READING, England, Aug. 23 (UPI) -- When the moon blocks the sun's rays during a solar eclipse, onlookers often feel a sudden shift in the wind direction. The phenomenon is called an "eclipse wind," and for decades, scientists have struggled to explain why it happens.
Thanks to the National Eclipse Weather Experiment, astronomers and meteorologists are no longer in the dark.
To solve the mystery, a team of researchers from the University of Reading in England recruited several thousand citizen scientists to gather meteorological readings during last year's solar eclipse. The measurements showed the air at ground level quickly cools as the sun disappears behind the moon. Low-level winds also slacken.
Additional data from the Met Office and its roadside weather stations suggested the shift in wind direction is triggered by perturbations in the "boundary layer," the buffer of air dividing high-level winds from ground-level breezes.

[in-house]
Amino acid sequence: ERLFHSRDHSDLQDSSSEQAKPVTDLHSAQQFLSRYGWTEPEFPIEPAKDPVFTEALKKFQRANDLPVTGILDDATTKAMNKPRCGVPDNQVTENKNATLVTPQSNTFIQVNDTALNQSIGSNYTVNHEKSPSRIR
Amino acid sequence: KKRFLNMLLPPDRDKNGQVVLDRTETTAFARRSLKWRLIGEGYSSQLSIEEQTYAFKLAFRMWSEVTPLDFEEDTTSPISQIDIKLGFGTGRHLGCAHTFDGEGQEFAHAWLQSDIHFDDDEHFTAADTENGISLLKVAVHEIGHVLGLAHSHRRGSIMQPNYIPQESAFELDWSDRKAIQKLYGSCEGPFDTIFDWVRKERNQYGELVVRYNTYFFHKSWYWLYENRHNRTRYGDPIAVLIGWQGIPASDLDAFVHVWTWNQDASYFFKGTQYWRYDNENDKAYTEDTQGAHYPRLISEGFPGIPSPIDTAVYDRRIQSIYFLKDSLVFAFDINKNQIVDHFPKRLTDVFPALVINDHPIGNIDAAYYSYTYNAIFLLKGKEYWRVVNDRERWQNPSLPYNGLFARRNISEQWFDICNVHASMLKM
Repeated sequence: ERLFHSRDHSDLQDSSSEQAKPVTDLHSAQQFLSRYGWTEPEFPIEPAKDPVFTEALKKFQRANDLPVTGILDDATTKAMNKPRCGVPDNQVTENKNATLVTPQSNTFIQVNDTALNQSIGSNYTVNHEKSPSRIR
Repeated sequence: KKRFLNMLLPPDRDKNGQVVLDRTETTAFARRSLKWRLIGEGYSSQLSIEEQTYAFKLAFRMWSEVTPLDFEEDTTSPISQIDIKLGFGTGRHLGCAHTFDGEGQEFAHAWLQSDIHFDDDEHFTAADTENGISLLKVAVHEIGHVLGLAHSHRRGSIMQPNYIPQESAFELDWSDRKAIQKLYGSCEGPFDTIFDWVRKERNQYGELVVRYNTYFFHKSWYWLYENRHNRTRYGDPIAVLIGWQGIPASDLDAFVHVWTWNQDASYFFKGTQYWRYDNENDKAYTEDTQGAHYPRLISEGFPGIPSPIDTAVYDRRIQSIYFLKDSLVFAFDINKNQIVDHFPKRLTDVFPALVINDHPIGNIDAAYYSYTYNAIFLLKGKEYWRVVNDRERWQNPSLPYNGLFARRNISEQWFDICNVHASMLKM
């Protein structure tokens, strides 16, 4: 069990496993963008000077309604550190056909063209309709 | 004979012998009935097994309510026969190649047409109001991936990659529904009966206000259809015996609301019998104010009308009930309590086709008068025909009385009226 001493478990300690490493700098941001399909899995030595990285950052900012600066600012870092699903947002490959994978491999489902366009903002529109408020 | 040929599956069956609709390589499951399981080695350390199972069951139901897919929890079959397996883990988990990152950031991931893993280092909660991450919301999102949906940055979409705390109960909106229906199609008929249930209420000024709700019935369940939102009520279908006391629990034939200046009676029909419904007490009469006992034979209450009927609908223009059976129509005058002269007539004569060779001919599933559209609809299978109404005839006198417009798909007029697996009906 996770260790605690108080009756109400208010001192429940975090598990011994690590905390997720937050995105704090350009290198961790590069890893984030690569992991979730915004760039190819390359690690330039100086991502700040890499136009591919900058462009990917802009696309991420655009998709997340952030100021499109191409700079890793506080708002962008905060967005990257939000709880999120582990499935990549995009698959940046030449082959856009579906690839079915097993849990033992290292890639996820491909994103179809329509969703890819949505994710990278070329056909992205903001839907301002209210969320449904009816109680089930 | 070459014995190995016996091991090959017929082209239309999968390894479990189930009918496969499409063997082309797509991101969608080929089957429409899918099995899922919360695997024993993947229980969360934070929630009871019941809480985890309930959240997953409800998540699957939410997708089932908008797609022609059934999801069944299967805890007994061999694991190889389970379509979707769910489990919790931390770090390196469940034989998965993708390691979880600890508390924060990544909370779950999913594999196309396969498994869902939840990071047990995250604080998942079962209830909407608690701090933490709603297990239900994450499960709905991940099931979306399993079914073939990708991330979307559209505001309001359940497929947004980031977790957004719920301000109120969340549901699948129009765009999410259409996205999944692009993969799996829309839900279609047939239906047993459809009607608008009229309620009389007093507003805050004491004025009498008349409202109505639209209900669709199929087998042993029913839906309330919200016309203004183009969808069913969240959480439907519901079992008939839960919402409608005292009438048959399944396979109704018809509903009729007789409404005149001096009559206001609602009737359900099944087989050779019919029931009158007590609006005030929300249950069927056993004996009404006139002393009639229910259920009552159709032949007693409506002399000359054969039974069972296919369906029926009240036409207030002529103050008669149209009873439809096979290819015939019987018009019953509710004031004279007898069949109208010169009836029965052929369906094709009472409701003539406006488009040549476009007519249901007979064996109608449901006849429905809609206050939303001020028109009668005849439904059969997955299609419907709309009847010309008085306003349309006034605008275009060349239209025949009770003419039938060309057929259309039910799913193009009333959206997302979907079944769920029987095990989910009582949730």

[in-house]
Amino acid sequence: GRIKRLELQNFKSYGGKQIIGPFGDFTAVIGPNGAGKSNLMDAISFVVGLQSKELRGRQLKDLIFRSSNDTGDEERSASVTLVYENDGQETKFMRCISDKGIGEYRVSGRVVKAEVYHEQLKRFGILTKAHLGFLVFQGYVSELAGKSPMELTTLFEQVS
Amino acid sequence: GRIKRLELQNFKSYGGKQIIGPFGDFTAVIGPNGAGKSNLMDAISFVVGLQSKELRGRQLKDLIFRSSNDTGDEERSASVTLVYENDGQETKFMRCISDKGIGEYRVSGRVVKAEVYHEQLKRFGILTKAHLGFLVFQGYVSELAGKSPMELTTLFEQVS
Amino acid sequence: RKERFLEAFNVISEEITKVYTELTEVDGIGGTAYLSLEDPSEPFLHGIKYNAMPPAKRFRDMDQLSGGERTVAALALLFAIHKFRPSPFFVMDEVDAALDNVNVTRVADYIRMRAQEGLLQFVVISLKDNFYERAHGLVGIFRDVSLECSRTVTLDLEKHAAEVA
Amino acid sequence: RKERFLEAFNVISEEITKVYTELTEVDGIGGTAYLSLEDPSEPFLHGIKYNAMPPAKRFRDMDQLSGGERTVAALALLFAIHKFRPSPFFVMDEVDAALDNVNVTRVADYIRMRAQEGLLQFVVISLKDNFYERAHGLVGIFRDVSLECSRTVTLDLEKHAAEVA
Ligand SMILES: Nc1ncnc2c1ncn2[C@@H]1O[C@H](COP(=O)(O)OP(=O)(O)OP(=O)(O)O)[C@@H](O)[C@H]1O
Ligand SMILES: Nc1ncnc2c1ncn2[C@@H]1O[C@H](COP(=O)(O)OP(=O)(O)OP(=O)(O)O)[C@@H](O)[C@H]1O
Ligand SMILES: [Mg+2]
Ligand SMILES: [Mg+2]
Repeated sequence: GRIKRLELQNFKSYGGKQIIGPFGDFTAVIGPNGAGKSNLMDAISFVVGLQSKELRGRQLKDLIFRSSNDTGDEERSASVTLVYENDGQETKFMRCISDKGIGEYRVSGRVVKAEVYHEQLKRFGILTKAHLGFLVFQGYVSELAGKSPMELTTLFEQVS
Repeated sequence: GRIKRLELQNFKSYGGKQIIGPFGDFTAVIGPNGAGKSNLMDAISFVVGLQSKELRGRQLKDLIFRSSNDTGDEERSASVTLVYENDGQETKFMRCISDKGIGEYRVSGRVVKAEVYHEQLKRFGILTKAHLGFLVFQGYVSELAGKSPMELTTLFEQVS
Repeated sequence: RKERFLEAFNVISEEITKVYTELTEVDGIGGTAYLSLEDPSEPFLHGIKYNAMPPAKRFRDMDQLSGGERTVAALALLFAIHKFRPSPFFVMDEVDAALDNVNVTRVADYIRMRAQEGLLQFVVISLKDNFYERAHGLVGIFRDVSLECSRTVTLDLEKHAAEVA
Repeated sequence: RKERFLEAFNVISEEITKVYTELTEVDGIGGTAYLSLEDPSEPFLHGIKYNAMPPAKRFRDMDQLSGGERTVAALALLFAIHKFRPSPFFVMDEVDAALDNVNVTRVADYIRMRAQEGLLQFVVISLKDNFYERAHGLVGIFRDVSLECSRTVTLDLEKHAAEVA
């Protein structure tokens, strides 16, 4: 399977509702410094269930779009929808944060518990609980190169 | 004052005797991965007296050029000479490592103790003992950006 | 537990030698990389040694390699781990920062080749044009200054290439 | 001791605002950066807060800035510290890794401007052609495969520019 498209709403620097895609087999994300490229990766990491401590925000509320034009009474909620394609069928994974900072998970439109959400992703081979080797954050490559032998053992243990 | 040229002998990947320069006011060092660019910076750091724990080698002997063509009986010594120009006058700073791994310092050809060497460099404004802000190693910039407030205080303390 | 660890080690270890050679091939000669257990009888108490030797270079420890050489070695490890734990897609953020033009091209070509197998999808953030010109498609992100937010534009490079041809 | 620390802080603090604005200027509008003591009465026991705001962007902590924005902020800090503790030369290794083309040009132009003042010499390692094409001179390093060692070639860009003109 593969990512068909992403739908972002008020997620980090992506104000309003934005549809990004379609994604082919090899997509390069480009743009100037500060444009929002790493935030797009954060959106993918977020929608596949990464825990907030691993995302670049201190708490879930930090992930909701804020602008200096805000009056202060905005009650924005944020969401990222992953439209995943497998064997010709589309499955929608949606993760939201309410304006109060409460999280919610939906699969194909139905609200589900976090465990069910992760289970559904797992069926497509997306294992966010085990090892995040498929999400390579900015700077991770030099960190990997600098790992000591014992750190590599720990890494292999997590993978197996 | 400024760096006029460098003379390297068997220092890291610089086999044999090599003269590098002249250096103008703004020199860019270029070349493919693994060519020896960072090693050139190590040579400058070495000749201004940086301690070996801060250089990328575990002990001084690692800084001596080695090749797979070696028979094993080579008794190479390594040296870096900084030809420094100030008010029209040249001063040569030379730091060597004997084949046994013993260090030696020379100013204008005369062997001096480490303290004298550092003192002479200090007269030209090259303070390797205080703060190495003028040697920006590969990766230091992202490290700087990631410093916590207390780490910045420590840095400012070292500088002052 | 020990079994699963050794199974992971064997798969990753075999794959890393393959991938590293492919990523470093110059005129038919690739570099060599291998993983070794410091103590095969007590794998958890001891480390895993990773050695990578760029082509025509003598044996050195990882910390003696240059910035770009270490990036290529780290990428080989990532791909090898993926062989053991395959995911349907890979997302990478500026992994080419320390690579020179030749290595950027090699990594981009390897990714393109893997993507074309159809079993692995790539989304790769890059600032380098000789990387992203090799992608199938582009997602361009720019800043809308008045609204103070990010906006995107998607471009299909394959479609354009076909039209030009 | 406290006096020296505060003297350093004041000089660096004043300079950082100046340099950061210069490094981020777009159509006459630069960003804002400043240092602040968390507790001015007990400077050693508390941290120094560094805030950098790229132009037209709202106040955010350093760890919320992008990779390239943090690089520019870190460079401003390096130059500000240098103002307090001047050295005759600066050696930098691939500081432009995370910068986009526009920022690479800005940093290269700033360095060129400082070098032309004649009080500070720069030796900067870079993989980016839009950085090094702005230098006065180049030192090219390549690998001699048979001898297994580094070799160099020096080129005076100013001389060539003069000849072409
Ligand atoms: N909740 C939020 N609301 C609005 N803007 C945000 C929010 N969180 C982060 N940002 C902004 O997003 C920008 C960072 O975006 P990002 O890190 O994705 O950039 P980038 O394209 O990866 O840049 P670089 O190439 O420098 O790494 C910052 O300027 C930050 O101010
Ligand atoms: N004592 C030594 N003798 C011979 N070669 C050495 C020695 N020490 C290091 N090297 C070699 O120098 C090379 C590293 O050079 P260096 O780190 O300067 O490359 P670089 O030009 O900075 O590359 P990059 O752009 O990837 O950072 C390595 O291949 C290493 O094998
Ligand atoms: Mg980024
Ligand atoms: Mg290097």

"As the sun disappears behind the moon the ground suddenly cools, just like at sunset," Giles Harrison, a meteorology professor at Reading, explained in a news release. "This means warm air stops rising from the ground, causing a drop in wind speed and a shift in its direction, as the slowing of the air by the Earth's surface changes."
Harrison and his colleagues detailed their latest findings in two separate papers, both published in the journal Philosophical Transactions of the Royal Society A.
"Our discovery was made possible thanks to data from the world's largest ever eclipse weather experiment combined with Met Office forecast data and measurement network observations," Harrison added. "We thank the thousands of fellow scientists around the country whose measurements contributed to this research."